Nature is the cause of the destruction of humanity and its creations, buildings and even poetry and literature. In the real world, nowadays, something different happens, human beings are the ones who are destroying the Earth causing pestilences and deceases, Nature is not an enemy but rather a victim.

Despite Shelley places Nature as the enemy, she foresees changes in nature. Opposite to what is happening nowadays, where the weather is changing dramatically becoming hotter because of Globar Warming, in the novel, days become colder. And the survivors are obligated to search for warmer weather.

The Last Man shows that Nature has no mercy, but nowadays we know that Nature is not an enemy, she is our home, and we must take care of her. Despite we are living a pandemic, we cannot forget to take care of our actions and whether they contribute saving the Planet or not. There is hope, as small actions can make the world better.

Pestilence and Humanity

I am grateful that Mary Shelley’s imaginary world in The Last Man would be far from reality in the years to come. It is a humanity that resembles the ideas of the 19th century, especially in terms of prejudices. It is safe to say, that humanity has learnt a good lesson and seems to be nicer nowadays, despite there is a long road that we must walk to reach universal tolerance.

The pestilence is not introduced in the book until volume two, as I already mentioned. It is seen as a minor issue that is not as relevant as war, Lord Raymond, a friend of the protagonist will battle in Greece, despite his wife, Lionel’s sister called Perdita, advises him not to leave England because there is a mortal pestilence. But Raymond mocks his wife insisting that the plague is something minor and irrelevant. Even the book’s ending prevents the reader that that is not true. Like nowadays, covid exits and is out there and we must take it seriously by taking care. In this, Shelley’s novel is right:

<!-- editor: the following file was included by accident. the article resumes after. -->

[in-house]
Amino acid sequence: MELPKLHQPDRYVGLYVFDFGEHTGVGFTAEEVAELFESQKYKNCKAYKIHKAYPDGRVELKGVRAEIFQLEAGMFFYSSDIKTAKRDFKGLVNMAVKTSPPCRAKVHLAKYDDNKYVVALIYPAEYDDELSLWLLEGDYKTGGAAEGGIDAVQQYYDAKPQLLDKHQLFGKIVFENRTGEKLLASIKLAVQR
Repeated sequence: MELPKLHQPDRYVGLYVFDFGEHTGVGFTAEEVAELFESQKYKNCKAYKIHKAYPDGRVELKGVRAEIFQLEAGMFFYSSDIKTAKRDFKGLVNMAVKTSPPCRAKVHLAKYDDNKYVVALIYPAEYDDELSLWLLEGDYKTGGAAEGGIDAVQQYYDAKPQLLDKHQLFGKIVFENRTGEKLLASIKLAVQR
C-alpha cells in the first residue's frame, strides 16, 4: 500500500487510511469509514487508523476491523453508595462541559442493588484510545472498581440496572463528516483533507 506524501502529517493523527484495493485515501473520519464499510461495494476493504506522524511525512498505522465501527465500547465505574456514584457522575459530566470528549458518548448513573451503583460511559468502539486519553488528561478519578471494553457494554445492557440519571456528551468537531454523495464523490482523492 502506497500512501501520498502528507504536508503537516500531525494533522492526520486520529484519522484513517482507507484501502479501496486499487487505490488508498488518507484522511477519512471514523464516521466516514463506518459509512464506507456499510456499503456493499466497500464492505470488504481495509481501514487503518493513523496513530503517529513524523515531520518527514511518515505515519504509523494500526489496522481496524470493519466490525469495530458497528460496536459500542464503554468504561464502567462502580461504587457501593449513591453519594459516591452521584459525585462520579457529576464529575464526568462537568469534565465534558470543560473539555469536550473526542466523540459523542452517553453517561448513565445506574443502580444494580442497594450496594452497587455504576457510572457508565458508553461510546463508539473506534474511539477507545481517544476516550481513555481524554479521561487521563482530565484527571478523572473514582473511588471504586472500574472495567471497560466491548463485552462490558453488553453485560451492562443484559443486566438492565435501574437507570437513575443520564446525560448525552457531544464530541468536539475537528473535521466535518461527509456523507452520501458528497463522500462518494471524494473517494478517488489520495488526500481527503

“That plague [is] not what is commonly called contagious, like scarlet fever, or extinct smallpox, is proved. It [is] called an epidemic”.

In the book, the plage is everywhere in the world and there is a fear of new variants, like nowadays:

“We talked of the ravages made last year by pestilence in every quarter of the world; and of the dreadful consequences of a second visitation”.

Verney insists that the plage is everywhere as the narrative goes on:

“America had also received the taint; and were it yellow fever or the plague, the epidemic was gifted with a virulence before unfelt. The devastation was not confined to the towns, but spread throughout the country; the hunter died in the woods, the peasant in the cornfields, and the fisher on his native waters…In the sunny climate of Persia, the crowded cities of China, amidst the aromatic groves of Cashmere, and along the southern shores of the Mediterranean, such scenes had place”.

Despite it seems to be very universal, Shelley does not give many details on how the imaginary plague acts, with the exception that it is transmitted through the air:

“The air is empoisoned, and each human being inhales death, even while in youth and health, their hopes are in the flower”.

Instead, the narrative in The Last Man focusses on the effects the plague has, and this is what makes the novel less universal. If you have watched the movie untitled 2012 directed by Roland Emmerich (2009) and noticed on which kind of people survived, you already know what I am talking about. But in The Last Man, instead of surviving rich people mostly from the USA, the only ones who reach salvation are white Europeans, mostly English people:

“The vast cities of America, the fertile plains of Hindustan, the crowded abodes of the Chinese, are menaced with utter ruin…As yet western Europe [is] uninfected”.

All the world is dead save Western Europe because those places in the world are seen as lesser because they cannot organize themselves. This personally, does not affect me considering the context where this book was written. But, I believe that Spivak is right by saying that despite an author we love shows colonialist and racists ideas it is better to point them out and see how the world has evolved instead of praising the novel and ignoring them. So, let’s go and review these matters.